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CV-41 MIDWAY class

The carriers of the Midway class, displacing more than 67,000 tons fully loaded, carried a crew of 4,500 and up to 70 aircraft. These 1,000-foot-long warships were once the largest carriers afloat, though they had a displacement about two-thirds that of contemporary nuclear-powered flattops. When operating at sea the ships were refueled every three days, burning approximately 100,000 gallons of oil a day. When first built, the USS Midway's bow was open to the sea, and was enclosed in 1957 as part of a major overhaul.

In a demonstration of carrier long-range attack capabilities, a P2V-3C Neptune took off from USS Franklin D. Roosevelt (CVB 42) off the coast of Jacksonville, FL on 07 February 1950 . The Neptune flew over Charleston, SC, the Bahamas, the Panama Canal, up the coast of Central America, over Mexico, and landed on Feb. 8, at San Francisco's Municipal Airport. The flight, covering 5,060 miles in 25 hrs. 59 min., was the longest ever made from a carrier deck.

The USS Midway was commissioned on September 10, 1945. Named for the Battle of Midway, the carrier was the lead ship of her class, three of which were completed, with another two ships cancelled. Serving her country for 47 years, more than 200,000 American veterans served aboard her. In that time, the USS Midway saw service off Vietnam, in the Persian Gulf and in a number of other conflicts and crises. After being the first aircraft carrier forward deployed for 17 years in Yokosuka, Japan, she returned to North Island Naval Air Station in San Diego for decommissioning in April of 1992.

The ability to adapt to new technologies, systems, platforms, and operational needs is nowhere better exemplified than in the design and 50-year operational history of the USS Midway. Designed during World War II, in 1945 this "flattop" initially operated piston-driven propeller aircraft, yet returned from her last deployment in 1991 with the Navy's most modern, multipurpose strike-fighters. Her original axial-deck design was modified to an angled-deck layout, her original hydraulic catapults were replaced with more powerful steam catapults, and the most basic electronics replaced by advanced sensors and communications equipment. Her air wing included four squadrons of F/A-18 Hornets and two squadrons of A-6 Intruders (a strike capability of 68 attack aircraft). While unable to operate either the F-14 Tomcat or S-3 Viking, MIDWAY was still an amazing and powerful national asset over forty years after her commissioning.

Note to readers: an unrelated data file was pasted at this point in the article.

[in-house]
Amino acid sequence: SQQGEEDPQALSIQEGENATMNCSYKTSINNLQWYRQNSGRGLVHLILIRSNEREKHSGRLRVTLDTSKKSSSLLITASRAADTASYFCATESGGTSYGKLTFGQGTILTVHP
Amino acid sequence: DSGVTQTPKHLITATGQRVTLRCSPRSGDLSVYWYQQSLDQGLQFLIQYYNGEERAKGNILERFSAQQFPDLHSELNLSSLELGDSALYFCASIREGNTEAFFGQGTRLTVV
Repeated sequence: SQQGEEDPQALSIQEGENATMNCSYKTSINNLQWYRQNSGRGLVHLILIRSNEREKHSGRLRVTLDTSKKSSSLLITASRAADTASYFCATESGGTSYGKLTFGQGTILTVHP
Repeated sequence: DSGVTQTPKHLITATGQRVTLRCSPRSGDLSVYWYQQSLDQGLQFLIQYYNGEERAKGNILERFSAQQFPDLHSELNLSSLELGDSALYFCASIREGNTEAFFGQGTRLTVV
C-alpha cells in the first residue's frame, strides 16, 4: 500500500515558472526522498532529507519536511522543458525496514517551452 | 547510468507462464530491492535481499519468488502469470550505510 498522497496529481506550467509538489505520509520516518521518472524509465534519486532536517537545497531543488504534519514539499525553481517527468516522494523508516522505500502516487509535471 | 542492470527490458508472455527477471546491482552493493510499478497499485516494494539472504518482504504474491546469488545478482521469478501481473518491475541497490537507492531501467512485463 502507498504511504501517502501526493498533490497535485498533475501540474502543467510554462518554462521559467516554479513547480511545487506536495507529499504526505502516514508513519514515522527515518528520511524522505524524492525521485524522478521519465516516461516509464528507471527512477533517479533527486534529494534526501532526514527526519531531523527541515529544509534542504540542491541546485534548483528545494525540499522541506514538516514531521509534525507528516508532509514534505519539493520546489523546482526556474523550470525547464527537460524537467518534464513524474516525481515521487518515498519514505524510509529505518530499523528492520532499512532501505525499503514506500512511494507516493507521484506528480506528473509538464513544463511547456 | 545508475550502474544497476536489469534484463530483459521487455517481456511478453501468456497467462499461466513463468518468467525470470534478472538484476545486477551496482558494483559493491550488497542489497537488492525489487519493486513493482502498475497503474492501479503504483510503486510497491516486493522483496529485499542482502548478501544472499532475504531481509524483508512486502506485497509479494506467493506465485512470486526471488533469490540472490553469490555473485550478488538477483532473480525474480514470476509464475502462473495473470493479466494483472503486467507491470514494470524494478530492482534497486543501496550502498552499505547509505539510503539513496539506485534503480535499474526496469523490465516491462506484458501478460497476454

The former USS Midway, now part of the Navy's mothball fleet in Bremerton, Washington, is available as a donation. Eligible recipients include any US state, possession, municipal government, or non-profit entity. The recipient of the aircraft carrier will be required to maintain the ship as a non-moving museum or memorial.


Displacement 62,000 tons full load
Length 979 feet
Beam 121 feet
Flight Deck Width 238 feet
Speed 30-plus knots
Power Plant 12 boilers, four geared steam turbines
four shafts, 212,000 shaft horsepower
Aircraft Approximately 65
Armament Sea Sparrow missiles
3 Phalanx CIWS 20mm mounts
Combat Systems SPS-48C 3-D Air Search Radar
SPS-49 Air Search Radar
SPS-65 Navigation Radar
2 Mk115 Fire Control

Complement 2,533 ship's company; 2,239 in air wing


Number Name Builder Homeport Ordered Commissioned Decommissioned
CV 41Midway Newport News Yokosuka01 Aug 194210 Oct 194511 Apr 1992
CV 42Franklin D Roosevelt New York NSY 194227 Oct 194501 Oct 1977
CV 43Coral Sea Newport News Norfolk194201 Oct 194730 Apr 1990
CV 44[CANCELLED]1942-11 Jan 1943
CVB 56[CANCELLED]1945-28 Mar 1945
CVB 57[CANCELLED]1945-28 Mar 1945

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Maintained by Robert Sherman
Originally created by John Pike
Updated Thursday, February 25, 1999 12:56:35 PM